Ultrasound images of thumb-sucking babies? Off-the-charts adorable, no doubt about it. But visions of your babe still wanting to suck her thumb in the 5th grade? Well...that mental picture may raise your concerns about how to approach thumb and pacifier-sucking with your baby. You're not alone. Many Circle of Moms conversations debate the difficulty of breaking thumb- and pacifier-sucking habits, along with possible adverse dental effects. To help you make an informed decision, here we're rounding up all the basics in the thumb vs. pacifier debate.
Why do babies suck their thumbs or pacifiers?
Sucking on fingers and toys is completely natural baby behavior. Babies are hard-wired to suck on things for comfort and pleasure, even when they're not hungry. Some babies even suck on fingers in the womb.
Is thumb-sucking or sucking a pacifier bad for my baby?
"Thumb and pacifier sucking habits will generally only become a problem if they go on for a very long period of time," says the American Academy of Pediatric Dentistry (AAPD). Babies use sucking to calm down or because it feels good, and there’s nothing wrong with that. If they're still sucking beyond age 3, consult with your pediatric dentist to assess whether the habit is affecting your little one's teeth.
Which is Better: Thumb or Pacifier?
Which is an easier habit to break?
"The pacifier wasn't hard to break at all...and I might add our first son was extremely attached to his binkie," says Kristie M. Many moms suggested that the pacifier is an easier habit to break than thumb-sucking, and the AAPD agrees. After all, you can put a pacifier out of reach, but you can't exactly remove your baby's thumb!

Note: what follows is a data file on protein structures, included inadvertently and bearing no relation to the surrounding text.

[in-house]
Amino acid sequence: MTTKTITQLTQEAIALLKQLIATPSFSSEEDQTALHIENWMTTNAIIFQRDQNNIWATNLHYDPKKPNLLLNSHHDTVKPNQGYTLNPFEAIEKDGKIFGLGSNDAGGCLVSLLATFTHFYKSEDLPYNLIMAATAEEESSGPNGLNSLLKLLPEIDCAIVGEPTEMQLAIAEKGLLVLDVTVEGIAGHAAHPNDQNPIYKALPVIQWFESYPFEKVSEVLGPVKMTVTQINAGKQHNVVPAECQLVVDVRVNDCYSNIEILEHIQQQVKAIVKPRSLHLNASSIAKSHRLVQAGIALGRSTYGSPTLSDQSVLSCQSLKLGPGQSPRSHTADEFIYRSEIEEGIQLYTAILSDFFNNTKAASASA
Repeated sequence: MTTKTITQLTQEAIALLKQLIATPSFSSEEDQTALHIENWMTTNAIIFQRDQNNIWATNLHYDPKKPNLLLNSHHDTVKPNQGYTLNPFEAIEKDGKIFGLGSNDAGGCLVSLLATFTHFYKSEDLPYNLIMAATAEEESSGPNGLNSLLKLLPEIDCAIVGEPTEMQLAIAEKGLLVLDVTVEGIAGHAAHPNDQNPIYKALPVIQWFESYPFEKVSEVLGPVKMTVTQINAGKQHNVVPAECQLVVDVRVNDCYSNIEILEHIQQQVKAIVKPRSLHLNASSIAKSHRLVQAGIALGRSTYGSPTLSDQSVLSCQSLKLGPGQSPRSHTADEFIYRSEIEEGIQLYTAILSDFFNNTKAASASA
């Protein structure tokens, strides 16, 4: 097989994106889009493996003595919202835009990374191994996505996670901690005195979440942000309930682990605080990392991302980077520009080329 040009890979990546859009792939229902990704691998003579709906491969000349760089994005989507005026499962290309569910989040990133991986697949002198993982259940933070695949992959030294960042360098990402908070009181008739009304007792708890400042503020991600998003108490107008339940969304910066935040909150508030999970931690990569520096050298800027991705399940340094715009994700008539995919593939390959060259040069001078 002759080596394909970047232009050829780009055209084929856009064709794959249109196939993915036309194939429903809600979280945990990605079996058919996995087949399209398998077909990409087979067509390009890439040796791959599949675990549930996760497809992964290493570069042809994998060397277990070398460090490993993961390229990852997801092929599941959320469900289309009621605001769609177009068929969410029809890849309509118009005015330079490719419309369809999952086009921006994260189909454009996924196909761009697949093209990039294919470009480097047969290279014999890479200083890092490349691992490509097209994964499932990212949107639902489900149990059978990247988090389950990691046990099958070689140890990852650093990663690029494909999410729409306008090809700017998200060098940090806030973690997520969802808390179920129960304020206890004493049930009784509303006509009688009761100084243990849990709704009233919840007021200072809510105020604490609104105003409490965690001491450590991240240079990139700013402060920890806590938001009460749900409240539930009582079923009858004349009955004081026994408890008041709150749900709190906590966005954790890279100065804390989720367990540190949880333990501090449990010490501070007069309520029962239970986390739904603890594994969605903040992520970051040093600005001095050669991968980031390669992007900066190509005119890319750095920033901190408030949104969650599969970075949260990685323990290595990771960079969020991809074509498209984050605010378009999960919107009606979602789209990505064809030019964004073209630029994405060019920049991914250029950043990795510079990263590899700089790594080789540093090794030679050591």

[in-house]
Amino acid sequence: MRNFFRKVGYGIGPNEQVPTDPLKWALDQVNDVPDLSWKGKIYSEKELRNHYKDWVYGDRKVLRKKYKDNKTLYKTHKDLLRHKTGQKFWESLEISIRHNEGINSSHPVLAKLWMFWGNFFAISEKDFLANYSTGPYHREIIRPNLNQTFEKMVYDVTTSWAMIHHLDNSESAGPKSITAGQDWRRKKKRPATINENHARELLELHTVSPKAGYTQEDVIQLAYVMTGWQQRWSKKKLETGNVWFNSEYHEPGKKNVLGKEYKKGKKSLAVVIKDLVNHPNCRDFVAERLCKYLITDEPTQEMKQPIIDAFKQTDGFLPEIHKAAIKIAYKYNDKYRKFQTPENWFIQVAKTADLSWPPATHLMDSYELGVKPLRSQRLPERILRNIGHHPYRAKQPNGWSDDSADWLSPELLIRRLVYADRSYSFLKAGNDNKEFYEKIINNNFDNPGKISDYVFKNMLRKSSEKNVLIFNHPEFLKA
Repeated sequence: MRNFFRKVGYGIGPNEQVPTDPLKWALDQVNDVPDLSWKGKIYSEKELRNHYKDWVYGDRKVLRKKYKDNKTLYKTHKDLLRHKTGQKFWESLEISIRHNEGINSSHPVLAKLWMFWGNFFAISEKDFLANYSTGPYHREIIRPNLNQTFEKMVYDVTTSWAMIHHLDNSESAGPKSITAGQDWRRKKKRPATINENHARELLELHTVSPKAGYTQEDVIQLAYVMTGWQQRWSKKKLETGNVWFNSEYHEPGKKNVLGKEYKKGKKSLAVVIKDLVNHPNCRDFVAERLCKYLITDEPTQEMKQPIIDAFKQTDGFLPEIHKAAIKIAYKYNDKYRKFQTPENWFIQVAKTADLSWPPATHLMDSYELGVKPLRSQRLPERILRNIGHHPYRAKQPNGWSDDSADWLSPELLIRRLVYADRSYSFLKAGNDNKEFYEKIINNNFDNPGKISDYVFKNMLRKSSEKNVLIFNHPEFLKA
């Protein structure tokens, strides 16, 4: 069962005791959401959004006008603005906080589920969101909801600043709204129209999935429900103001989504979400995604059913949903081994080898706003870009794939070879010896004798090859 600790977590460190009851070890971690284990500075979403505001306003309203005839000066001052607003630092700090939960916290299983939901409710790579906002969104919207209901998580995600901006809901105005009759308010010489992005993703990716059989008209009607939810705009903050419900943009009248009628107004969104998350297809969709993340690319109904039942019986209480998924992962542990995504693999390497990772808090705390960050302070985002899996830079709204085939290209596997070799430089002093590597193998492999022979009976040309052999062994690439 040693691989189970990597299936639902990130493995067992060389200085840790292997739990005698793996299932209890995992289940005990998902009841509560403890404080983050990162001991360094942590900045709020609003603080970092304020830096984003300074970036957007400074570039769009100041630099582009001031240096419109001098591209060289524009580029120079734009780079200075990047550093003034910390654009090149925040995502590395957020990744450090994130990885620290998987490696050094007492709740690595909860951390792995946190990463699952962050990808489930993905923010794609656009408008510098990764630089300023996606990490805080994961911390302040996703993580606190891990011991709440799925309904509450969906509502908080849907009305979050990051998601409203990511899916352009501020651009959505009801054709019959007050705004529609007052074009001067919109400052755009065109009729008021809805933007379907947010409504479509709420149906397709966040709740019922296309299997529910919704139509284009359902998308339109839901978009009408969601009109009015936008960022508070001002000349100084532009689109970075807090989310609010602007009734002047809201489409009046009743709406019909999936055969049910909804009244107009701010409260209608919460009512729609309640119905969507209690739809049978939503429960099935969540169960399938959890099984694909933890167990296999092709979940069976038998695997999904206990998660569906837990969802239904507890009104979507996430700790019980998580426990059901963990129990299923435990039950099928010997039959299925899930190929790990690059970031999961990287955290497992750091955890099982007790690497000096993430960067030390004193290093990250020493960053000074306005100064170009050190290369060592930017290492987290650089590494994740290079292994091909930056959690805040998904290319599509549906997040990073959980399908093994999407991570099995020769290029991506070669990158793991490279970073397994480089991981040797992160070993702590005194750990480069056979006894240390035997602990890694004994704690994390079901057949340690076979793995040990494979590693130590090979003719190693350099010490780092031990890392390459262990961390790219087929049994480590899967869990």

Which causes less dental problems?
The AAPD asserts that the "thumb, finger and pacifier sucking affect the teeth and jaws in essentially the same way." But, since the pacifier can be easier to stop, it has less risk for causing dental problems. Several Circle of Moms members also noted that there are pacifiers made specifically with orthodontics in mind. Others shared stories of finger sores and infections caused by thumb-sucking. "He sucked it so much he gave himself a blister," remembered Marla N., while Cory G. shared that her 16-month daughter had a secondary skin infection caused by thumb-sucking: "The doctor said it was from the skin cracking and her sucking on it."
Which is a better self-soothing tool?
"There is nothing wrong with a little thumb-sucking; it teaches them to self-soothe themselves," says Crystal R. Many moms in favor of thumb-sucking argue that it enables a baby to soothe itself without your help.
Which can protect against SIDS?
The American Academy of Pediatrics (AAP) recommends giving infants a pacifier at the time of sleep as protection against Sudden Infant Death Syndrome (SIDS). While the reason why it works is still unclear, the AAP reports that several studies have found compelling evidence that pacifier use during sleep is associated with a reduced risk of SIDS.
A Final Word: Your Baby May Decide For You.
Some babies have zero interest in a pacifier, while others essentially ignore their thumbs. Unless you're willing to work hard to change your baby's mind, your decision may be made for you. Just be sure to check in regularly with your pediatric dentist as your child gets older to ensure dental problems are kept at bay.
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